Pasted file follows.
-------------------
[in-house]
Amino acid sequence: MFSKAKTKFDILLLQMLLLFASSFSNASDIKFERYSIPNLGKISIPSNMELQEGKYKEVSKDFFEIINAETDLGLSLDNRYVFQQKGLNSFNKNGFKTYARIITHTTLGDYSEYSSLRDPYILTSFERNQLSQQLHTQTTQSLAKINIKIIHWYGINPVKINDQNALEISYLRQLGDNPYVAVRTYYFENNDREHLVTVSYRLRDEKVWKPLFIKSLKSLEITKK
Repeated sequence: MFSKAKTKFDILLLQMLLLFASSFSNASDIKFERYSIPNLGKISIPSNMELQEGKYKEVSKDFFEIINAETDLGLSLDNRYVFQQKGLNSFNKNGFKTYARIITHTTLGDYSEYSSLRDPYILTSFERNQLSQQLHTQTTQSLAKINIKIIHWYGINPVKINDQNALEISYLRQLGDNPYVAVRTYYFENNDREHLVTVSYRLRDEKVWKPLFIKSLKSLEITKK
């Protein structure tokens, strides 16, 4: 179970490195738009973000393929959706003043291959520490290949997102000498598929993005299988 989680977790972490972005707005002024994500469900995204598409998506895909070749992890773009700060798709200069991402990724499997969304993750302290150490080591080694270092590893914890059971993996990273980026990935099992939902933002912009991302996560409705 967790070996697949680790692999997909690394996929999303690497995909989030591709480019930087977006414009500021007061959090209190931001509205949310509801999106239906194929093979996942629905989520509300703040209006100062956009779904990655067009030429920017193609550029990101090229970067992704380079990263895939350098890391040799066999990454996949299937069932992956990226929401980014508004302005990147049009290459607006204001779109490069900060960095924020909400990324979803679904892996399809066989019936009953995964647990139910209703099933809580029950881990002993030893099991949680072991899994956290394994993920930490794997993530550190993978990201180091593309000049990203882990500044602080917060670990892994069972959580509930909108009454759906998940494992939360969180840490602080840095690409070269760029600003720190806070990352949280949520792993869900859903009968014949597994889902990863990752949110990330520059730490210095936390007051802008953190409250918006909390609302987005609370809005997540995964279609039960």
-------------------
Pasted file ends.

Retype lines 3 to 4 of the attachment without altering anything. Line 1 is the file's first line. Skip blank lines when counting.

Repeated sequence: MFSKAKTKFDILLLQMLLLFASSFSNASDIKFERYSIPNLGKISIPSNMELQEGKYKEVSKDFFEIINAETDLGLSLDNRYVFQQKGLNSFNKNGFKTYARIITHTTLGDYSEYSSLRDPYILTSFERNQLSQQLHTQTTQSLAKINIKIIHWYGINPVKINDQNALEISYLRQLGDNPYVAVRTYYFENNDREHLVTVSYRLRDEKVWKPLFIKSLKSLEITKK
């Protein structure tokens, strides 16, 4: 179970490195738009973000393929959706003043291959520490290949997102000498598929993005299988 989680977790972490972005707005002024994500469900995204598409998506895909070749992890773009700060798709200069991402990724499997969304993750302290150490080591080694270092590893914890059971993996990273980026990935099992939902933002912009991302996560409705 967790070996697949680790692999997909690394996929999303690497995909989030591709480019930087977006414009500021007061959090209190931001509205949310509801999106239906194929093979996942629905989520509300703040209006100062956009779904990655067009030429920017193609550029990101090229970067992704380079990263895939350098890391040799066999990454996949299937069932992956990226929401980014508004302005990147049009290459607006204001779109490069900060960095924020909400990324979803679904892996399809066989019936009953995964647990139910209703099933809580029950881990002993030893099991949680072991899994956290394994993920930490794997993530550190993978990201180091593309000049990203882990500044602080917060670990892994069972959580509930909108009454759906998940494992939360969180840490602080840095690409070269760029600003720190806070990352949280949520792993869900859903009968014949597994889902990863990752949110990330520059730490210095936390007051802008953190409250918006909390609302987005609370809005997540995964279609039960």